[Date Prev][Date Next][Thread Prev][Thread Next][Date Index][Thread Index]

Re: 7Q5

The most recent thorough discussions of which I'm aware came at the end of
1995, with Emile Puech's piece in  Biblique of October 1995, and
Graham Stanton's article in the December 1995 issue of Bible Review, each
of which covered Thiede's claims in two areas -- the cave 7 fragments from
Qumran, and P.  Magdalen 17 == P64 in Nestle-Aland. 

Regarding 7Q5, if Thiede claims that "he has assigned it to GMark," he is
appropriating the work of someone else without attribution. The assignment
to Mark 6.52-53, for what it's worth, was made by the Spanish papyrologist
Jose/ O'Callaghan, as reported in the Times (1972) -- these details are from
Stanton's article mentioned above.

To make your own assessment of Thiede's work (and O'Callaghan's) you need 
to read more than one of Thiede's books, as his claims shift 
according to his audience. Sometimes they disappear, as in his 
highly publicized article in the journal <German>Zeitschrift fu%r 
Papyrologie und Epigraphik (ZPE)</German> of January 1995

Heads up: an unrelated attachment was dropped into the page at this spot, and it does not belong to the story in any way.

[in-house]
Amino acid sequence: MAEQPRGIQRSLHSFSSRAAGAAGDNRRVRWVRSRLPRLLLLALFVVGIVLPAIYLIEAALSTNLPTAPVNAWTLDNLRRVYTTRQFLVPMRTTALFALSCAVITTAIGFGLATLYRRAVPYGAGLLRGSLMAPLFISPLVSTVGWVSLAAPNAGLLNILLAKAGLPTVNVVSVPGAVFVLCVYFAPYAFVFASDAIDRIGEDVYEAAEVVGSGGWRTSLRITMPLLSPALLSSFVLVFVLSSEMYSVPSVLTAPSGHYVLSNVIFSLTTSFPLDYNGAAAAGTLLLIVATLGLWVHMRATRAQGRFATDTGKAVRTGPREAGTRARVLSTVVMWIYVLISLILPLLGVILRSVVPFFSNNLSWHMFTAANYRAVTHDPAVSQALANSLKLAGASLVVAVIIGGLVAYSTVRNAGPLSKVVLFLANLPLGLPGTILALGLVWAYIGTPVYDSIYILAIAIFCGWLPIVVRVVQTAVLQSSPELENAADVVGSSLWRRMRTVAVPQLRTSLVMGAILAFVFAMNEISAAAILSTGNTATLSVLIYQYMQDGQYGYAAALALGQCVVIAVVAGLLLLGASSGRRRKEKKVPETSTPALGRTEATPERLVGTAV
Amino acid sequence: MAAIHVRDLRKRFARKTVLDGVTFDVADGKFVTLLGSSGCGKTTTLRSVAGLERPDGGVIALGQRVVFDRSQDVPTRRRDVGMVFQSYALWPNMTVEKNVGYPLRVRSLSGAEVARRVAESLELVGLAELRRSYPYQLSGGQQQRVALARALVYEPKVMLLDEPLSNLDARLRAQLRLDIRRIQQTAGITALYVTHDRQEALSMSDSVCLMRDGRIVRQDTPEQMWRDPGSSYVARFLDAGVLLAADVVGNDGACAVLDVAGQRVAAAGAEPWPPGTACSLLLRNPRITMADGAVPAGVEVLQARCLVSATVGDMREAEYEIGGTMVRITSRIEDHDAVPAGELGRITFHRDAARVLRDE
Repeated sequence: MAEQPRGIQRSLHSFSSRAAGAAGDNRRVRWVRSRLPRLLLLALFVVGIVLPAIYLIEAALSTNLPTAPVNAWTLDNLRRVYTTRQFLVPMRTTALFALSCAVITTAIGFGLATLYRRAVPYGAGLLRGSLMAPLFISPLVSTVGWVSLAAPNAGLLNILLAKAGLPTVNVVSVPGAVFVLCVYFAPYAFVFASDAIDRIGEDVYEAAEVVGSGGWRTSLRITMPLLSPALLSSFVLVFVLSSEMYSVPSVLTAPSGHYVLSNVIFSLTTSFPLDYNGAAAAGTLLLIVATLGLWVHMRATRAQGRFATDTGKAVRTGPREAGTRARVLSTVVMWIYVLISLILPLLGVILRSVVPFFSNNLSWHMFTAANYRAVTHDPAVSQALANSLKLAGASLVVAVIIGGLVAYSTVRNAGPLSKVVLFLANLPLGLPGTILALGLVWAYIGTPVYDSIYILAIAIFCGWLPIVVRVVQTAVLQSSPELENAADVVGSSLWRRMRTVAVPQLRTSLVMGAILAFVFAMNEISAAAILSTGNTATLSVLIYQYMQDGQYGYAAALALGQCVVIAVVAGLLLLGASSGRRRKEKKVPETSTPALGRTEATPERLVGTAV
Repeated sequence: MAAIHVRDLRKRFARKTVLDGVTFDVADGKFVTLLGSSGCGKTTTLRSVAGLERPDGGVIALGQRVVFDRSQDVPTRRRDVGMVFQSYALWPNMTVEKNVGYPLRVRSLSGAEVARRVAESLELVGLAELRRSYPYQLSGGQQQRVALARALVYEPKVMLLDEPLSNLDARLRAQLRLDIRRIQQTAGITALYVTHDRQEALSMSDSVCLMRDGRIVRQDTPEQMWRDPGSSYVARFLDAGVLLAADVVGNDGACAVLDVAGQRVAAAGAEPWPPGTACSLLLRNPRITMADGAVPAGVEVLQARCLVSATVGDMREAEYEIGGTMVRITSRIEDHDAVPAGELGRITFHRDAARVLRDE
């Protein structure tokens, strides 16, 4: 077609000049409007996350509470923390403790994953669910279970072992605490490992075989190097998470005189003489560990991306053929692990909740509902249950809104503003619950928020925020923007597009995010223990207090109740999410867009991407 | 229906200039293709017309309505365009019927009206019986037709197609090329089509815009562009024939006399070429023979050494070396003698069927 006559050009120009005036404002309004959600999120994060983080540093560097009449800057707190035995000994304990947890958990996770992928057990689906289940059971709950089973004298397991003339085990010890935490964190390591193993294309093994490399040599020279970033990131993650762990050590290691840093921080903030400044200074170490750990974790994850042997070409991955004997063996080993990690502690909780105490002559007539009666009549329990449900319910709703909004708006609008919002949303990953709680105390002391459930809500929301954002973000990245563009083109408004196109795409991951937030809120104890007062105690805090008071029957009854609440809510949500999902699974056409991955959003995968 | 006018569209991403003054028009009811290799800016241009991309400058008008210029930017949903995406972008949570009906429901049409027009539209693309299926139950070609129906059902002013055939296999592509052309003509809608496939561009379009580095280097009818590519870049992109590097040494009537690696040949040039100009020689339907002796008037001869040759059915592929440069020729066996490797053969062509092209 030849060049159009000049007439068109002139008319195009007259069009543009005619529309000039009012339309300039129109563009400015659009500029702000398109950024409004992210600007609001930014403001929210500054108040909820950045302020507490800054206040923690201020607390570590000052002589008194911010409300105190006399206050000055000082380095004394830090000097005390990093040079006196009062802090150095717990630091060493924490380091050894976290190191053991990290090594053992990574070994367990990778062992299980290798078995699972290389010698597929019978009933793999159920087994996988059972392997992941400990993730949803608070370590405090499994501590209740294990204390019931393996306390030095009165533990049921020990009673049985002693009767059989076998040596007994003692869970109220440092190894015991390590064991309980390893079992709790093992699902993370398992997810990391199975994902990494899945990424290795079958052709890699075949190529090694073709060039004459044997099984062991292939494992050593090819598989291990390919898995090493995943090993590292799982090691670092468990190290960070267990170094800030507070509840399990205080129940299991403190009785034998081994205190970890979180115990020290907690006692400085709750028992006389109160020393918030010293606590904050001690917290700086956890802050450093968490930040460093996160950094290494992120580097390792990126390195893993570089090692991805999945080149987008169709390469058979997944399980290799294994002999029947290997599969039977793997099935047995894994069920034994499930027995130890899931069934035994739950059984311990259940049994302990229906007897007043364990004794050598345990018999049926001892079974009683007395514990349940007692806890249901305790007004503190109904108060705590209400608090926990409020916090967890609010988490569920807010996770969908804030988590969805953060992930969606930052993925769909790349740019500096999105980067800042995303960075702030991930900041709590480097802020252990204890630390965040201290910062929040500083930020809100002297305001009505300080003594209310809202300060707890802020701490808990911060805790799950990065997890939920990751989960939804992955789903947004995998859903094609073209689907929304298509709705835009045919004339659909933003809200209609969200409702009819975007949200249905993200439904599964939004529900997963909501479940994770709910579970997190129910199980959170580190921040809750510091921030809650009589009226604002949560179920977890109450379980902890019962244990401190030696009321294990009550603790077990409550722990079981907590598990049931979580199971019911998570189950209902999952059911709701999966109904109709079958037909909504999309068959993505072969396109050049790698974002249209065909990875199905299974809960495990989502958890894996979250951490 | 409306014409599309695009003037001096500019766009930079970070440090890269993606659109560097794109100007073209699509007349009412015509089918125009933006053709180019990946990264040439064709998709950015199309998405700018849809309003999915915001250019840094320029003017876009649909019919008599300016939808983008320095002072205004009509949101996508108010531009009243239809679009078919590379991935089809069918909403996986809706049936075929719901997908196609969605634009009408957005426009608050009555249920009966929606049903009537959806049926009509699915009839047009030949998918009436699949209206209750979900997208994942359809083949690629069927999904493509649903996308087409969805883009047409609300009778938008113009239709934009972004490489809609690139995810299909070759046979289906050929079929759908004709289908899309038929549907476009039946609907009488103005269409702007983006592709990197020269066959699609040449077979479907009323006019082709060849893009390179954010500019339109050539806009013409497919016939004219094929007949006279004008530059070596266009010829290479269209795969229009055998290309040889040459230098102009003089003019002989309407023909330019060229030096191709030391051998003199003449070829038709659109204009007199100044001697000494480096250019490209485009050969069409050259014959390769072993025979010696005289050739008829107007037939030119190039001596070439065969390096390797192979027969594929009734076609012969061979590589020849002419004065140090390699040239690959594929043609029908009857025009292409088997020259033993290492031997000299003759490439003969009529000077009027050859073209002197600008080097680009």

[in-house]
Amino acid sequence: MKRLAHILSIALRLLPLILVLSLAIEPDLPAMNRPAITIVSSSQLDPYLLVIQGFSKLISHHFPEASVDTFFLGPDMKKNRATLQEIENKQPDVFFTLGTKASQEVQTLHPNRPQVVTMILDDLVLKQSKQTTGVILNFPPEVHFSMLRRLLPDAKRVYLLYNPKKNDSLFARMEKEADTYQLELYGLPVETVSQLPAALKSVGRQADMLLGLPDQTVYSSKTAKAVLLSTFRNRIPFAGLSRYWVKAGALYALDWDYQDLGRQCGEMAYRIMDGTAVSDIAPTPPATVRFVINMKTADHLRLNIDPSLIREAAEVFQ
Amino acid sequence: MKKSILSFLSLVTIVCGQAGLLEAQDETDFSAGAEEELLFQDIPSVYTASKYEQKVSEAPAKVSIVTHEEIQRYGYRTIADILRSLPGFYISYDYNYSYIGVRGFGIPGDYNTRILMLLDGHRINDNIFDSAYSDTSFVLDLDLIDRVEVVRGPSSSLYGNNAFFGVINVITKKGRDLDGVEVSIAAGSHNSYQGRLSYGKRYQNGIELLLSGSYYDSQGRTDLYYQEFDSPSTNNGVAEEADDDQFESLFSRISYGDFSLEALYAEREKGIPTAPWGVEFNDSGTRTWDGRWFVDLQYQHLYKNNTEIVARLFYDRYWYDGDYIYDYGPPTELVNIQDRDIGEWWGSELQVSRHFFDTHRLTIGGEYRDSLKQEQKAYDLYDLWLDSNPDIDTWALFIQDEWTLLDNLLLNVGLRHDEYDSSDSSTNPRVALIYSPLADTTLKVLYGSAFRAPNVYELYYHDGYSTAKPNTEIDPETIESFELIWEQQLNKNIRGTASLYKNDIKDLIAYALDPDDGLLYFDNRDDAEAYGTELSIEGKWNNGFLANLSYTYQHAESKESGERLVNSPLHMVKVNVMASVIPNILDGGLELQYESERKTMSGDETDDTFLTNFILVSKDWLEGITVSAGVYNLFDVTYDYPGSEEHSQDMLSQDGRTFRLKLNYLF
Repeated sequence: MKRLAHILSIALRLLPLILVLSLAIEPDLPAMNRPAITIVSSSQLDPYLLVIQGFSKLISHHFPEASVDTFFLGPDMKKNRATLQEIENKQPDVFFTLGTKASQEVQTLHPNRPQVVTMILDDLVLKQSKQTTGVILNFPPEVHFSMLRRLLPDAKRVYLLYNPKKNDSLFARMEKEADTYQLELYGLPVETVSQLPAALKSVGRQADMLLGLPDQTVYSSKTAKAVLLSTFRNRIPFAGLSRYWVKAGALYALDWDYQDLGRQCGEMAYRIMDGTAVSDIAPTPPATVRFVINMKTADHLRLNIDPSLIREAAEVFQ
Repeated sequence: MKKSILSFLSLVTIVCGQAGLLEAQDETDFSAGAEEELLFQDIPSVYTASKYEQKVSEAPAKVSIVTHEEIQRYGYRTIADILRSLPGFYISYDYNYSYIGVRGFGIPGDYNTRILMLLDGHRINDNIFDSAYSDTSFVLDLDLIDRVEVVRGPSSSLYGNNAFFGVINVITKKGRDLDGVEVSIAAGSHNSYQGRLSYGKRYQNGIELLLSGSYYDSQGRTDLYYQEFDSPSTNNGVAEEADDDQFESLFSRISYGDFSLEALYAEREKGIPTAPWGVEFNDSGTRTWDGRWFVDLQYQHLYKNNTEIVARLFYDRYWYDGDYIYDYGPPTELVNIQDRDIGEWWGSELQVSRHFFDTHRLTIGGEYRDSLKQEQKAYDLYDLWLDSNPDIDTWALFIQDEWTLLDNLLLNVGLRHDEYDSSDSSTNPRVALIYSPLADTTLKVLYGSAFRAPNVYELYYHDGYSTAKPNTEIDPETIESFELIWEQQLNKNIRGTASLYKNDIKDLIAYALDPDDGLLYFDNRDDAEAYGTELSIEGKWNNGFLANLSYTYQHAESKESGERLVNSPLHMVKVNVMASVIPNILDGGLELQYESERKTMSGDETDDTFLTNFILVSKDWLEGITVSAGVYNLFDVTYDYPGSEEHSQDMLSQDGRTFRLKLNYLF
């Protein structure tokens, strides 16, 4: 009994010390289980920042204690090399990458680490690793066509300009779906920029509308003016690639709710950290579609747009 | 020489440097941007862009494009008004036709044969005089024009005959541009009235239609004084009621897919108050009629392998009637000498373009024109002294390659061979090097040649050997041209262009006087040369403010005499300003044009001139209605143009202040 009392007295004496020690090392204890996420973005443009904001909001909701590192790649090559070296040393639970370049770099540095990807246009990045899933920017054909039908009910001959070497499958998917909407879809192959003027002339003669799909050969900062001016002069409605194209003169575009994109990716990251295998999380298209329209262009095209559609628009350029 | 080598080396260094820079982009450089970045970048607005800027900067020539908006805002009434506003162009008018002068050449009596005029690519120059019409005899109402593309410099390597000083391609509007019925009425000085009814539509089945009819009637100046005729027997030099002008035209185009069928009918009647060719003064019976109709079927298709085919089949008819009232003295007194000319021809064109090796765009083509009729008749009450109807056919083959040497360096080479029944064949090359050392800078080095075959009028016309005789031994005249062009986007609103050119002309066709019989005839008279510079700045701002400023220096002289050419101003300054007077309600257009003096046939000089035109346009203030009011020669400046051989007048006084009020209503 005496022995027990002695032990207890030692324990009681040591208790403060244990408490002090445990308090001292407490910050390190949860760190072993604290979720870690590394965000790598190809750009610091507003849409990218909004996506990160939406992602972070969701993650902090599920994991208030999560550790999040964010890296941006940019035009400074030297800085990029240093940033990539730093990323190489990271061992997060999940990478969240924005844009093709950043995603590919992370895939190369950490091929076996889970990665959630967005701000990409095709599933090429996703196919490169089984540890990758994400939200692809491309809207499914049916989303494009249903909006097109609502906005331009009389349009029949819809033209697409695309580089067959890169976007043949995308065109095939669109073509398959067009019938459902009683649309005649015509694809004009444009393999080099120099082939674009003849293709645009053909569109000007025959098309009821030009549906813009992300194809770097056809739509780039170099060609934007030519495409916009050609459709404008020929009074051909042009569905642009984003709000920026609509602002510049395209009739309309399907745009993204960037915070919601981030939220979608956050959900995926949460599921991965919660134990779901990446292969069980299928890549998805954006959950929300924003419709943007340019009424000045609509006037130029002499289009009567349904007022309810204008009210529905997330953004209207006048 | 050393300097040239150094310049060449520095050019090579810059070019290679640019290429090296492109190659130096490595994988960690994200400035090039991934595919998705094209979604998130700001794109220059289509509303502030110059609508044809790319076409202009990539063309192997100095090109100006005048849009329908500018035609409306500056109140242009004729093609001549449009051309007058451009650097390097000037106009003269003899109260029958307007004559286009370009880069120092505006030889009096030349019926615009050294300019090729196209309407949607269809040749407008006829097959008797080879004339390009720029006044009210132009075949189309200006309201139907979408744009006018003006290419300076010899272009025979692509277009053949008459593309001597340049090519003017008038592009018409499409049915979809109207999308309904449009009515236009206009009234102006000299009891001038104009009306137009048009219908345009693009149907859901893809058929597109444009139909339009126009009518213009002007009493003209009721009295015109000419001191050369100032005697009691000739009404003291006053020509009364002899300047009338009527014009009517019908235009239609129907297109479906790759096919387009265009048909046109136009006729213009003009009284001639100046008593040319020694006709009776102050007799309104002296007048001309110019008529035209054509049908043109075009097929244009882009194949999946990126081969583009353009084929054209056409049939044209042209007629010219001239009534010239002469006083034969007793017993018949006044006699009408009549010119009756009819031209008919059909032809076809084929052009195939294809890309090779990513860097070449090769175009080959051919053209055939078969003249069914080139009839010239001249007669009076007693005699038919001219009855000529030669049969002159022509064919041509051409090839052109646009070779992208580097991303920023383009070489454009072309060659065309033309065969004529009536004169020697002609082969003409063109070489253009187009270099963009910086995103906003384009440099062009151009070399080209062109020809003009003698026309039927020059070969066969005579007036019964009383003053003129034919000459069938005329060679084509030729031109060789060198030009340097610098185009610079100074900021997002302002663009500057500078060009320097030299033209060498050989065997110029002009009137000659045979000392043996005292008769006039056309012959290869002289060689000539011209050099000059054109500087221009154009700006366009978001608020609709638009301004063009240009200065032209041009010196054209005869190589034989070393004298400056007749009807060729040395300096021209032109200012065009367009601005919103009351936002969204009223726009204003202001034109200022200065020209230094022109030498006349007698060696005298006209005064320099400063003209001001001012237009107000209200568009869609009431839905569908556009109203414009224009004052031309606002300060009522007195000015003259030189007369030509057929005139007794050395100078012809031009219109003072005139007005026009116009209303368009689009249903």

(publicized right before Christmas 1994, and available in the 
University of Pennsylvania Library, as at other university libraries,  
sometime after February, 1995. 

According to Stanton:

	Early copies of the journal were searched by scholars as if they 
	were looking for gold nuggets. Unfortunately, the article turned
	out to be something of a damp squib. As is appropriate in an 
	academic journal, it set out a number of proposals on technical 
	points concerning the fragments, some of which are certainly correct. 
	Most crucially, however, it contained adiscrepancy between Thiede's
	earlier claim as made in the <i>Times</i> and what he claimed in his
	scholarly expositions. In his scholarly exposition, Thiede 
	concluded only that the Magdalen papyrus was <i>late</i> first century, 
	the date most scholars assign to the composition of Matthew's Gospel.

	(BR, 12/1995: 39)

Stanton goes on to offer substantial and specific points countering
Thiede's work on the Matthew 26 papyrus fragments known as P64. 

In addition to Puech's work cited above, on both of Thiede's 
claims, articles are said to be underway from Peter J. Parsons and 
TC Skeat, each of whom is a major figure in papyrology.

Scholarly assessment of Thiede's work on P. Magdalen 17, but not on 7Q5
so far as I know, is available on the World Wide Web. Some notes for the
article he had underway were posted by Stuart Pcikering on
ioudaios-l@lehigh.edu, and can be retrieved from the Web server